for (In Krakow)

It was an evening of World premiere yesterday at Krakow Film Music Festival with the presentation of F.F. Coppola’s 1992 Gothic horror film Dracula accompanied Live by the Polish Radio Choir and the Beethoven Academy orchestra under the direction of Don ‘Matrix’ Davis.

For two days in a row, after the fantastic Chorale Cinema opening, it was also, for artistic director Robert Piaskowski, another dream come true after years of efforts. Way ahead he asked Maestro Wojciech Kilar, the composer of the score who was still with us at the time, if such concert would be possible. Kilar himself thought it would be technically a difficult task. He doubted his score sheet would still be available. And it took years of work and research.  First to locate the complete music sheets, buried in Columbia pictures crypt. They could finally see the light of day again, thanks to co-producer, master digger and vampire slayer Robert Townson. Rights and prints were secured, producing partners, FIMUCITE and European Philharmonic Institute, provided the stakes and garlic.

While I was never totally overwhelmed by the film itself since its original release and to this day, the overall aesthetic, thanks to the combine work of production designer Thomas E. Sanders and cinematographer Michael Ballhaus, is quite effective.

The other strong point of Dracula being Kilar’s lavish music.

During post production, Coppola mingled with important parts of the recorded score through the editing process. And the transcript for the show follows the path of the director’s artistic choices, not the recent expanded release of the score on Belgian label La la Land. (see: One can imagine the arranger of this live show, Thomas Bryla, who did a tremendous job, getting some headaches in trying to fit in, in the live mode, some changeovers that musically speaking are not totally coherent due to these cuts. The team and players of the concert were certainly up for the task.  In some parts, for instance the Main theme fades out and other musical cues (as leitmotiv) fade in. This was exceptionally well performed making it sound like a mix.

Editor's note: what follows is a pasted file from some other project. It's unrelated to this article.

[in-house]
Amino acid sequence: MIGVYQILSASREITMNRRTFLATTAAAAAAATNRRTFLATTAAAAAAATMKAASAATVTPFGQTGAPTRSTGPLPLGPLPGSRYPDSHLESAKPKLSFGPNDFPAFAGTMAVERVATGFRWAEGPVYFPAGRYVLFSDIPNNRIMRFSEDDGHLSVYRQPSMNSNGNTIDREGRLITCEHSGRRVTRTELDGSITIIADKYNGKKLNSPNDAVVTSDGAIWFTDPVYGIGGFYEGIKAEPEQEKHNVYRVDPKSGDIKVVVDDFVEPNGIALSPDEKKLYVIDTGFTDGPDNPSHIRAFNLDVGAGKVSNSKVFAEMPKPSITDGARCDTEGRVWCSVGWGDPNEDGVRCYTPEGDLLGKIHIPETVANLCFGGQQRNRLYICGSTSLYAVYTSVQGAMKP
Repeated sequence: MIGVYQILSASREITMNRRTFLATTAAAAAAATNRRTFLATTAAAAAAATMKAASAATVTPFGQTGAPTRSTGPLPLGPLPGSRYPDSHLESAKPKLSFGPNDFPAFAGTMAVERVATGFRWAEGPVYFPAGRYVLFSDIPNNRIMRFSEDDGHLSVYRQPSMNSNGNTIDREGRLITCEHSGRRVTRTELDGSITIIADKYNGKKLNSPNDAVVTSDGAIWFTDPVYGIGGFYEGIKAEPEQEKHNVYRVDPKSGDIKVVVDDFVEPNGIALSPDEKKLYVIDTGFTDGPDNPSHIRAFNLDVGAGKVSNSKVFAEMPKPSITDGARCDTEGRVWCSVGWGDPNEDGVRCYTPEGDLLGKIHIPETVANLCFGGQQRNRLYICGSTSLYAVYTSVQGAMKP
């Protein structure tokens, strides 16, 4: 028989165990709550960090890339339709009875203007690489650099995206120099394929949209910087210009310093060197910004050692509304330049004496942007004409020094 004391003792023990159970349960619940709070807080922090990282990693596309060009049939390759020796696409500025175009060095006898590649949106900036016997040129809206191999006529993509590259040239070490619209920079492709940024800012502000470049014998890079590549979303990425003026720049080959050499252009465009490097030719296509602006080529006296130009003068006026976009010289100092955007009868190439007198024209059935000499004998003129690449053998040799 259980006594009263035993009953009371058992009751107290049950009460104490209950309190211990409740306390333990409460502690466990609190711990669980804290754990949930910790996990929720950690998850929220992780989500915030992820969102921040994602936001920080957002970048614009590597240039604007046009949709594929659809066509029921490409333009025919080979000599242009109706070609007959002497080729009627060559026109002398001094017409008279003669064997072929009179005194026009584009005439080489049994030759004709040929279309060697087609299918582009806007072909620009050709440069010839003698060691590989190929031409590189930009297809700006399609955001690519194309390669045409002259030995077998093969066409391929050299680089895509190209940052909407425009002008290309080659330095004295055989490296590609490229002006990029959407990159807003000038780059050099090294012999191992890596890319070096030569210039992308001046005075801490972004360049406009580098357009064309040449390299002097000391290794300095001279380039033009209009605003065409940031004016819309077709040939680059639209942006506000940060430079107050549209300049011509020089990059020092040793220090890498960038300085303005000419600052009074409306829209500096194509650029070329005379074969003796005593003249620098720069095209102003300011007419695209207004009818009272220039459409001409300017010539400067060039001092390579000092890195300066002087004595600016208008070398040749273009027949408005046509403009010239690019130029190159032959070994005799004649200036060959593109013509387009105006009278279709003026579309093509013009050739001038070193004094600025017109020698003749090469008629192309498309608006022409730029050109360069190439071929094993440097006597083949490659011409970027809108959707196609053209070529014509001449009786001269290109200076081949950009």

We got pristine crisp and heavy rumbling spectacular orchestral sound and resonance as intended by Mr Kilar. Performances were solid.

My only minor deception is the handling of short cues that involved, in the film’s original mix, takes of Avant Garde artist Diamanda Galas (credited distinctively as ‘special vocal performances by’ in the End credits, music Department, and later in the credits with ‘Exoloum‘ performed by Diamanda Galas, courtesy of… ). When I inquired about it at the panel about the production, the next day, Bryla referred to Exoloum, which he transcribed, but not the takes she made specially for the film…we all missed that one that has such a gruesome violent  impact on the CD…

Question is, can someone imitate Galas’ distinctive voice of the Devil anyway (it is why they booked her in the first) and was it stuck into the mix of the film with other sound effects to make it sound like the voices of the maids? Only Francis and the sound department know.

But ultimately everyone did a fantastic job, Bryla is a great arranger.

The aim was to highlight the quality and effectiveness of this monumental, but sometimes overlooked,  score and the very long standing ovation at the end was also sweet (suite?) music.

If it comes your way, just grab the chance. FMF did it to share it. A Major Cine concert!

Wojciech Rules!